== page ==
Friday, June 28, 2019

'Small Island' based on the novel by Andrea Levy, adapted by Helen Edmundson

28 June 2019

I have written here before about Andrea Levy’s ‘Small Island’ – one of my favourite novels of recent years – a moving tale of Caribbean immigrants to the UK after the Second World War which manages to show you events through the eyes of each of the main protagonists so that you amazingly find yourself simultaneously sympathising with both sides of the racial prejudice at the heart of the story. It’s a brilliant novel and I had some trepidation about going to see the NTLive screening of Rufus Norris’s National Theatre production of Helen Edmundson’s stage adaptation of ‘Small Island’ at the Odeon in Milton Keynes on Thursday. Much as I knew I would enjoy revisiting Andrea Levy’s rich characters, I worried that the theatrical version would have to reduce a long and complex book so much that the best aspects might be lost. I need not have worried. Helen Edmundson has created a very inventive play of two halves which works extremely well. Whereas the novel starts with the arrival in post-war London, from Jamaica, of Hortense and Gilbert and then fills in the back story of each of the main characters through lengthy flashbacks, the stage version uses the flashbacks to create a linear, chronological first half. Rufus Norris uses the vast stage of the Olivier Theatre to create an epic, cinematic story, spanning decades and continents. After the interval the second half of the play starts with Hortense and Gilbert arriving in London and tells their ‘present day’ story as a more straightforward play-within-the-play, claustrophobically focussed on two rooms in Queenie’s house. By the time we get to this main story of West Indian immigrants coping with the harsh realities of 1940s London, we already know each character well. It’s an incredibly emotional story – funny, moving and shocking. It was great to be in a packed cinema to experience the collective gasps of the audience at some of the viciously racist language. And the acting was excellent, with the two female leads – Leah Harvey as Hortense and Aisling Loftus as Queenie – both outstanding. My only slight disappointment was with the portrayal of Queenie’s husband, Bernard. I think Andrea Levy’s greatest achievement in the novel was to allow the reader despise this most horribly racist bully, before filling in his backstory (particularly his experiences in the RAF in Burma and India) and making us shocked to find we can begin to find some sympathy for Bernard. In the play I felt the actor playing Bernard was too young: in the early scenes he came across as a socially awkward young man who was slightly too likeable. And because Bernard’s wartime experiences are cut from the play, and only briefly referred to in passing, we don’t really get the chance to see events from his point of view, making him seem jarringly unredeemed at the end. But apart from this slightly missed opportunity, the National Theatre production of ‘Small Island’ was truly excellent and it was wonderful to see it attracting a truly diverse audience – both in the theatre and the cinema.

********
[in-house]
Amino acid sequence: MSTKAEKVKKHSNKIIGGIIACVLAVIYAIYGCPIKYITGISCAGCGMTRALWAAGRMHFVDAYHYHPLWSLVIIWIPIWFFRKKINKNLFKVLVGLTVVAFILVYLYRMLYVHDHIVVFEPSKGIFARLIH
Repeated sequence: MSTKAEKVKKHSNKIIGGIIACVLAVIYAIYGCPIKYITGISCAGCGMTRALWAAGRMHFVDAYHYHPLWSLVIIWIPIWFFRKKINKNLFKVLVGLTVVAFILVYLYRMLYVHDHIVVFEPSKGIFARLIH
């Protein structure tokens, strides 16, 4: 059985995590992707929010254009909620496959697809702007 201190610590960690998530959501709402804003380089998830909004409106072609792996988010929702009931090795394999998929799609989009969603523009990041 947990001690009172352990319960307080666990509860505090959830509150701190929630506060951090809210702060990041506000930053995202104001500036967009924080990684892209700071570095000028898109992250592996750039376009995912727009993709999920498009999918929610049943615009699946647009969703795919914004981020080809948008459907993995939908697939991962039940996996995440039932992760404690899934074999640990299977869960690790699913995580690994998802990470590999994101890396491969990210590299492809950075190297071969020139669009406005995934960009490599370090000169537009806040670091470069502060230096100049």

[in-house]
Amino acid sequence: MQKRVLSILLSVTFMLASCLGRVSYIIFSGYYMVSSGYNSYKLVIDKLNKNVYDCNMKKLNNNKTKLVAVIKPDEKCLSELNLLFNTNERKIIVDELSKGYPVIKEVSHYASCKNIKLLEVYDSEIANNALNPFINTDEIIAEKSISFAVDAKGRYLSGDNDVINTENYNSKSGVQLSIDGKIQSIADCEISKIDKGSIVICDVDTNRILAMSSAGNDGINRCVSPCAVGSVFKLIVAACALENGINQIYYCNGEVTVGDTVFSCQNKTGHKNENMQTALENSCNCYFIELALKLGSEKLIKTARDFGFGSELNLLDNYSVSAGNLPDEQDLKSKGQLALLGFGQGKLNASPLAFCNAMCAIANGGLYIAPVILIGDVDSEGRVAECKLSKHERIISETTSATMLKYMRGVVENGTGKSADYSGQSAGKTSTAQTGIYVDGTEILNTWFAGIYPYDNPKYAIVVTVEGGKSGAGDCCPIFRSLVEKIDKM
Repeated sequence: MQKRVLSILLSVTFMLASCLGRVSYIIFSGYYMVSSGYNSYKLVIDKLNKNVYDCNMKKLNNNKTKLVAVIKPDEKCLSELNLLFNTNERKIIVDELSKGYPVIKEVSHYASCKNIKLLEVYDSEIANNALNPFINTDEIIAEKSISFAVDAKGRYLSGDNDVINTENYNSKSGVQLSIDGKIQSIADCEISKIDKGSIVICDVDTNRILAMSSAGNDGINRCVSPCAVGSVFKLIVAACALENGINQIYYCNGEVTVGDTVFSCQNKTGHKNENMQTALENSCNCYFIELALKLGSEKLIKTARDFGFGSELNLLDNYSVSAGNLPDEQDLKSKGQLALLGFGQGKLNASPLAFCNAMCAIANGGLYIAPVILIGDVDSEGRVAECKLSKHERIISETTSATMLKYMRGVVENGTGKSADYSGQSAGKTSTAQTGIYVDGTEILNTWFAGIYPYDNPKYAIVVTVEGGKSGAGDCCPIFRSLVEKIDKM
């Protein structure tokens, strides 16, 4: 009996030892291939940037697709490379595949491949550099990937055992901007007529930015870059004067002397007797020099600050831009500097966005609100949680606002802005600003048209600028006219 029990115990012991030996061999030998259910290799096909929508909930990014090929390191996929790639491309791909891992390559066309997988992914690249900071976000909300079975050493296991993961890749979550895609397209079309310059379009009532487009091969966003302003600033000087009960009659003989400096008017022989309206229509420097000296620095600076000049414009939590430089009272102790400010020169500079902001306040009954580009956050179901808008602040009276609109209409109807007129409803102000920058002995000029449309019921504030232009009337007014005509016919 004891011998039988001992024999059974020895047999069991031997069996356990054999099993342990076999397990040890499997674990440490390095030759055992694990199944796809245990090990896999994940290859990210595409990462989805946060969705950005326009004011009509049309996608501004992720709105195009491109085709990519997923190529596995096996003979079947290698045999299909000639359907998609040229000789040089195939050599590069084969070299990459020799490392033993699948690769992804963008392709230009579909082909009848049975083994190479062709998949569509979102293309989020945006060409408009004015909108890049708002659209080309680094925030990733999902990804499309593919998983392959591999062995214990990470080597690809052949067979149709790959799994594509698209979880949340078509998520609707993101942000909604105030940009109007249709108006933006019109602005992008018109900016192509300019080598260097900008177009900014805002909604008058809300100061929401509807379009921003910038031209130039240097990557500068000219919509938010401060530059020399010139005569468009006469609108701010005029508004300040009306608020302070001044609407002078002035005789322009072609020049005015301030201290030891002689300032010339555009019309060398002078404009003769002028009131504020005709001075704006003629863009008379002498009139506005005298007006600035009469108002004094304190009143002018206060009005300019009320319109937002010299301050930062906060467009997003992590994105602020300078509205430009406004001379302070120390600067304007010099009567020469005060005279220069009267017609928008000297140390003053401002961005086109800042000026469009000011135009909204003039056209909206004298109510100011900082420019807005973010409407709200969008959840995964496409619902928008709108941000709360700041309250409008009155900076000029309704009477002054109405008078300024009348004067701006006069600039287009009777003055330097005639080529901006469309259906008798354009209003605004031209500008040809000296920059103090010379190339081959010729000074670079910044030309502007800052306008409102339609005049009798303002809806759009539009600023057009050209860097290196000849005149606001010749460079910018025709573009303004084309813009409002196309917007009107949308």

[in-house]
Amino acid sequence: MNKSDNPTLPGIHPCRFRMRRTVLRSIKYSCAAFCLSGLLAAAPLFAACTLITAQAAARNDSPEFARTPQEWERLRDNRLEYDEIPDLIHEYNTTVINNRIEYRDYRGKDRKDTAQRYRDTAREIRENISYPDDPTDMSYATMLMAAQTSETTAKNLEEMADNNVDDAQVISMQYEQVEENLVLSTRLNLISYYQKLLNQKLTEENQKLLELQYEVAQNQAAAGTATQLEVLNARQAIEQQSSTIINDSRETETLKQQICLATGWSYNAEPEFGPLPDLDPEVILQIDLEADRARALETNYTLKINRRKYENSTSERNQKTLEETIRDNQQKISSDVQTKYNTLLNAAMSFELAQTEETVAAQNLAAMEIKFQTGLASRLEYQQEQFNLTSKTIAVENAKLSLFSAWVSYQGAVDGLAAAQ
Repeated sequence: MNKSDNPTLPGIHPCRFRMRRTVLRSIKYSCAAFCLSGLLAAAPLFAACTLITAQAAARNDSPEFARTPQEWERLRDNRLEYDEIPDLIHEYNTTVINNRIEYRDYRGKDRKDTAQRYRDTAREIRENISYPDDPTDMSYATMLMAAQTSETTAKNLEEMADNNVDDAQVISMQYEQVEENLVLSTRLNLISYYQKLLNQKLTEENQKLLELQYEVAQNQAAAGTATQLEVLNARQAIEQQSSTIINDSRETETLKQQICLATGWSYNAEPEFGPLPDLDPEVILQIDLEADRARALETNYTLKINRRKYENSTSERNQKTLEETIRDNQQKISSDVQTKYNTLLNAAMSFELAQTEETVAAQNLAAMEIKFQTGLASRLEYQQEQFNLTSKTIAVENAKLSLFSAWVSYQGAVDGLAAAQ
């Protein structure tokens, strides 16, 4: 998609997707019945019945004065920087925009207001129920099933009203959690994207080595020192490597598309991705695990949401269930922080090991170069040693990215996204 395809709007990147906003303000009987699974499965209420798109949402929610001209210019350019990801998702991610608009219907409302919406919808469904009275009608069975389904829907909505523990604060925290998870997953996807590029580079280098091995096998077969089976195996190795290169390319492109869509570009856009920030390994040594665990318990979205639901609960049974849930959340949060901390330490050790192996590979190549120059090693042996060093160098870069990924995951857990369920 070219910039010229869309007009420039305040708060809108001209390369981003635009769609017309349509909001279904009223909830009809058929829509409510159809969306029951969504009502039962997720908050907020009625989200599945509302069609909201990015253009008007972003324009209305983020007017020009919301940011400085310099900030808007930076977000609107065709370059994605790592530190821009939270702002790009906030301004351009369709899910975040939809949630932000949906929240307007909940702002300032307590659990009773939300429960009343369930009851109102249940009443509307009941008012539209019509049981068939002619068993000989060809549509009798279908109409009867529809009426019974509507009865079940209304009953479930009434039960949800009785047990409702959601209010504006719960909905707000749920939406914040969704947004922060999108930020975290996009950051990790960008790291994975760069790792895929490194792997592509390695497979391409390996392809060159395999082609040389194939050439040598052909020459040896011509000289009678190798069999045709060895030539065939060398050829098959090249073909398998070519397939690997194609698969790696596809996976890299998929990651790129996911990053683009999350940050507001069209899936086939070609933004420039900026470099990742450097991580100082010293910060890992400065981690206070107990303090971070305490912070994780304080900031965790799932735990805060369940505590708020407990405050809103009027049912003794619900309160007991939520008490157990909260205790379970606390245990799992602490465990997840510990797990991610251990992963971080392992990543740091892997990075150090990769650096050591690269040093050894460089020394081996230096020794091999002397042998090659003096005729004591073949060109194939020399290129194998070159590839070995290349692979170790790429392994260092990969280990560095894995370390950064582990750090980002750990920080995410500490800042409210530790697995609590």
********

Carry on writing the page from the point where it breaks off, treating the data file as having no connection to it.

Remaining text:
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Friday, June 21, 2019

Fever-Tree Tennis Championships 2019 at Queen's Club, London

21 June 2019